But then Egypt stepped into the picture in 2017, and with time, the North African country became part of the “Big Four” as the country began attracting venture capital eyeballs. And after quietly spending the last couple of years at the rear, Egypt picked up impressively in 2020 and this year surpassed Kenya to become the region’s third most active investment region.
As this report aptly put: “Seemingly from nowhere, Egypt is suddenly on the radar as a key African startup funding destination, highlighting the prospects for continental growth of the nascent sector.”
Egypt also has bragging rights in producing the first SPAC deal on the continent. In July, Cairo and Dubai-based ridesharing company Swvl announced that it was going public via a merger with Queen’s Gambit Growth Capital. It’s a deal that will value Swvl, one of the country’s success stories, at almost $1.5 billion once completed.
With a large population and impressive GDP per capita, the North African country raised almost $600 million this year. While it’s less than what Nigeria and South Africa raised at over $1.4 billion and $830 million, respectively, some observers predict that Egypt will surpass South Africa by next year if it keeps up with its pace.
There are a few reasons behind this thinking. In Nigeria, South Africa and Kenya, fintech is the sector that receives the most funding. The major sector is e-commerce and retail in Egypt, but the country is a hot spot for fintech, too, evident in holding the highest pre-seed rounds in both categories (Rabbit’s $11 million and Telda’s $5 million rounds).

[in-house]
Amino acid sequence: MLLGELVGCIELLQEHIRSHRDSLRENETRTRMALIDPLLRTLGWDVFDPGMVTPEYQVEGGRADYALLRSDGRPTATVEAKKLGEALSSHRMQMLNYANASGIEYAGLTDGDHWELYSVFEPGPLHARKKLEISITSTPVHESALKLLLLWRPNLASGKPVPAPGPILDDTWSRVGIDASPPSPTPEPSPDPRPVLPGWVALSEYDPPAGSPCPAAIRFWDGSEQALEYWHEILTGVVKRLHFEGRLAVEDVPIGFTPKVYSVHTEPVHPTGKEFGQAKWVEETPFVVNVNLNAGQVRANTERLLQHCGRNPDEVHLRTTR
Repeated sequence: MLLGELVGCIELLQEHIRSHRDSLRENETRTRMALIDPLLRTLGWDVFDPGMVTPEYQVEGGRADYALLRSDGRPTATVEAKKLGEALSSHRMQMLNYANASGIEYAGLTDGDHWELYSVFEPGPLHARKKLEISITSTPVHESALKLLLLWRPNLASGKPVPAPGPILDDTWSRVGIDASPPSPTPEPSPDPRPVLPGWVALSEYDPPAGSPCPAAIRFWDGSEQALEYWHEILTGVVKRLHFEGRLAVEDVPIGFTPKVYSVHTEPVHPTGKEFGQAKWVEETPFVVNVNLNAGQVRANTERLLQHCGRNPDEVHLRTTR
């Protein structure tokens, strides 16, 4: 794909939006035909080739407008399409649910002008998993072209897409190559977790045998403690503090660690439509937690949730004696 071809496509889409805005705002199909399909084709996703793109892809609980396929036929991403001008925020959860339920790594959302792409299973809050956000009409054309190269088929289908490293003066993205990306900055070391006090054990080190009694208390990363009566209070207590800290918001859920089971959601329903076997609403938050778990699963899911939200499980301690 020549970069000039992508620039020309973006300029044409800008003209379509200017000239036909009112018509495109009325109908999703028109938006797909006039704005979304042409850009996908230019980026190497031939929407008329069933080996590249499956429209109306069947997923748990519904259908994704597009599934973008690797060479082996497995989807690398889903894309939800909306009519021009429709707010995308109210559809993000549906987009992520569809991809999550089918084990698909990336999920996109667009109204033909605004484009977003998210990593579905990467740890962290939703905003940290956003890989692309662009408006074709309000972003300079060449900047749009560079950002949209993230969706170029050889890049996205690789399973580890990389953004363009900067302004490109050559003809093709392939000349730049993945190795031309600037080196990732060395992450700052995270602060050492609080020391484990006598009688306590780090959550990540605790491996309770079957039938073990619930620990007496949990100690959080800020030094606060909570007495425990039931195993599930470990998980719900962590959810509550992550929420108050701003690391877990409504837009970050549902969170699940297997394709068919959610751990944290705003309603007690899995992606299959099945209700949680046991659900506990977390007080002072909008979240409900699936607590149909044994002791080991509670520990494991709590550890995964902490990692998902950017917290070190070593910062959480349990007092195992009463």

Most of you won’t be too surprised to find the “Big Four” usual suspects (Nigeria, South Africa, Egypt and Kenya) dominate the charts with 80% of the total raised on the continent so far this year (35% for Nigeria alone!). Next in terms of total amount raised are Senegal ($222m) and Tanzania ($96m), with a very big difference compared to the Big Four though: in both cases a single deal represents more than 90% of the total raised this year (Wave and Zola Electric). With 18 and 5 $100k+ deals respectively, they are far behind the Big Four: Nigeria boasts 200+ deals; the other three 100+ deals each.
Eight countries on top of Tanzania have seen between $10m and $100m raised in 2021TD, with strong disparities though: for instance, start-ups in Ghana have raised close to 40 deals this year so far, while the $30m raised in Algeria come from one single deal (announced yesterday). You then have an extra nine countries with $1m to $10m raised, followed by a final seven with less than $1m raised, often through one single deal – except in Zimbabwe (6 deals) and Botswana (2).
Finally, it is worth noting that despite initially allocating Chipper Cash’s $100m + $150m = $250m to Ghana, we have decided not to pin them to a specific country as its Ghanaian and Ugandan co-founders and its African HQs split between Ghana and Kenya make it quite pan-African, which is probably an interesting trend to watch in itself…